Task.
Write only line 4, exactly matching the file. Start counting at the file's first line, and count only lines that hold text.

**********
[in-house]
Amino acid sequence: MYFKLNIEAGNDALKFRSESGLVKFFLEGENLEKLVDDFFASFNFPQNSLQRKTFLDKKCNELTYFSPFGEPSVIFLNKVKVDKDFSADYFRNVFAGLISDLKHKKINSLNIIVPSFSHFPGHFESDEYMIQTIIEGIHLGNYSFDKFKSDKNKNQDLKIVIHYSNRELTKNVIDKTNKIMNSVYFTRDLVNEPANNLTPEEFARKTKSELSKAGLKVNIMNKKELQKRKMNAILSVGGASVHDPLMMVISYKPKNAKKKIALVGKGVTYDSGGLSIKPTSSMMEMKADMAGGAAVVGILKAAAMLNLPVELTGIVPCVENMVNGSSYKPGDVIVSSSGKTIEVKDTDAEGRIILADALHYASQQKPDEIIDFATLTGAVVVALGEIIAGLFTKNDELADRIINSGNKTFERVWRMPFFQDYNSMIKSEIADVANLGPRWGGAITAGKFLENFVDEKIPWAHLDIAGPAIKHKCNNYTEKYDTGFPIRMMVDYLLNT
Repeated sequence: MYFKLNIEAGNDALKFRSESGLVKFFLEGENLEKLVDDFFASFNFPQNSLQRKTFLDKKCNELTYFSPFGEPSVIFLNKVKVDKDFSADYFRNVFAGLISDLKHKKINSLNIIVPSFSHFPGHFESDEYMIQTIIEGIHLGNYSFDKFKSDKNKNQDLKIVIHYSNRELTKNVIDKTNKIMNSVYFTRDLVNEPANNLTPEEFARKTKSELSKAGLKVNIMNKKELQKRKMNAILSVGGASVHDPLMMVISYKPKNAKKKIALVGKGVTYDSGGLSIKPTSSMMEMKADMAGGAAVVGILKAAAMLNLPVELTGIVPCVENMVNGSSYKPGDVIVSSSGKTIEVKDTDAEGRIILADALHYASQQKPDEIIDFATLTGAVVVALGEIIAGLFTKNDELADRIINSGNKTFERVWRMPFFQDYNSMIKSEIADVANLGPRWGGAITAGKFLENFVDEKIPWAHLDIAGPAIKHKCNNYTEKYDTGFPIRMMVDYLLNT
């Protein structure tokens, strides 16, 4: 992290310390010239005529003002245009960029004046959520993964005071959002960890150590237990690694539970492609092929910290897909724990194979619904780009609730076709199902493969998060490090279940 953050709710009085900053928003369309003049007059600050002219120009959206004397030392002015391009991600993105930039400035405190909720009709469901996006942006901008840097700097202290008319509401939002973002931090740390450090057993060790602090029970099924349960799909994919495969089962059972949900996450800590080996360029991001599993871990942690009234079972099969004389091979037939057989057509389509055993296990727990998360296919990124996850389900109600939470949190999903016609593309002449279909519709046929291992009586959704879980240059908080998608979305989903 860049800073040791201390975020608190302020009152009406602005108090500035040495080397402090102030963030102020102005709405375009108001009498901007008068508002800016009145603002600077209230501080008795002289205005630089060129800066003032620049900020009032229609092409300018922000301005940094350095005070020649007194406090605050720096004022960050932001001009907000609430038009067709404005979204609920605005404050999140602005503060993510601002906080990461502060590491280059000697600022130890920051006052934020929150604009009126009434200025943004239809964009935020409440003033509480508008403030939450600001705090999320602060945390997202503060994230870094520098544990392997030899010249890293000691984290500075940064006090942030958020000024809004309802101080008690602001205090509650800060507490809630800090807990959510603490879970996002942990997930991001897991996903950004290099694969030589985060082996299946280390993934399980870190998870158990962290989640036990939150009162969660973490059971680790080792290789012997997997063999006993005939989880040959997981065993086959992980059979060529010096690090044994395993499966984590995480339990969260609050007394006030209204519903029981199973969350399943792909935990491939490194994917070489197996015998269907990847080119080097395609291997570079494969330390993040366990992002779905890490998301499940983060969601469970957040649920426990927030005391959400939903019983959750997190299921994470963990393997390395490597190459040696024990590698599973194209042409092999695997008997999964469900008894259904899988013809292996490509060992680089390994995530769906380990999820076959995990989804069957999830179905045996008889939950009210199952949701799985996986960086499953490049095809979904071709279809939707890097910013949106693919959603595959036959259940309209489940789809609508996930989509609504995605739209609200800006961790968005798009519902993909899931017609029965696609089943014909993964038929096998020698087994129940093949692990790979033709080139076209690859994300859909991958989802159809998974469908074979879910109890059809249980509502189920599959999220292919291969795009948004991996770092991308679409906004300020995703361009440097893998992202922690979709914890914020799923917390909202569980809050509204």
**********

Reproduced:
């Protein structure tokens, strides 16, 4: 992290310390010239005529003002245009960029004046959520993964005071959002960890150590237990690694539970492609092929910290897909724990194979619904780009609730076709199902493969998060490090279940 953050709710009085900053928003369309003049007059600050002219120009959206004397030392002015391009991600993105930039400035405190909720009709469901996006942006901008840097700097202290008319509401939002973002931090740390450090057993060790602090029970099924349960799909994919495969089962059972949900996450800590080996360029991001599993871990942690009234079972099969004389091979037939057989057509389509055993296990727990998360296919990124996850389900109600939470949190999903016609593309002449279909519709046929291992009586959704879980240059908080998608979305989903 860049800073040791201390975020608190302020009152009406602005108090500035040495080397402090102030963030102020102005709405375009108001009498901007008068508002800016009145603002600077209230501080008795002289205005630089060129800066003032620049900020009032229609092409300018922000301005940094350095005070020649007194406090605050720096004022960050932001001009907000609430038009067709404005979204609920605005404050999140602005503060993510601002906080990461502060590491280059000697600022130890920051006052934020929150604009009126009434200025943004239809964009935020409440003033509480508008403030939450600001705090999320602060945390997202503060994230870094520098544990392997030899010249890293000691984290500075940064006090942030958020000024809004309802101080008690602001205090509650800060507490809630800090807990959510603490879970996002942990997930991001897991996903950004290099694969030589985060082996299946280390993934399980870190998870158990962290989640036990939150009162969660973490059971680790080792290789012997997997063999006993005939989880040959997981065993086959992980059979060529010096690090044994395993499966984590995480339990969260609050007394006030209204519903029981199973969350399943792909935990491939490194994917070489197996015998269907990847080119080097395609291997570079494969330390993040366990992002779905890490998301499940983060969601469970957040649920426990927030005391959400939903019983959750997190299921994470963990393997390395490597190459040696024990590698599973194209042409092999695997008997999964469900008894259904899988013809292996490509060992680089390994995530769906380990999820076959995990989804069957999830179905045996008889939950009210199952949701799985996986960086499953490049095809979904071709279809939707890097910013949106693919959603595959036959259940309209489940789809609508996930989509609504995605739209609200800006961790968005798009519902993909899931017609029965696609089943014909993964038929096998020698087994129940093949692990790979033709080139076209690859994300859909991958989802159809998974469908074979879910109890059809249980509502189920599959999220292919291969795009948004991996770092991308679409906004300020995703361009440097893998992202922690979709914890914020799923917390909202569980809050509204």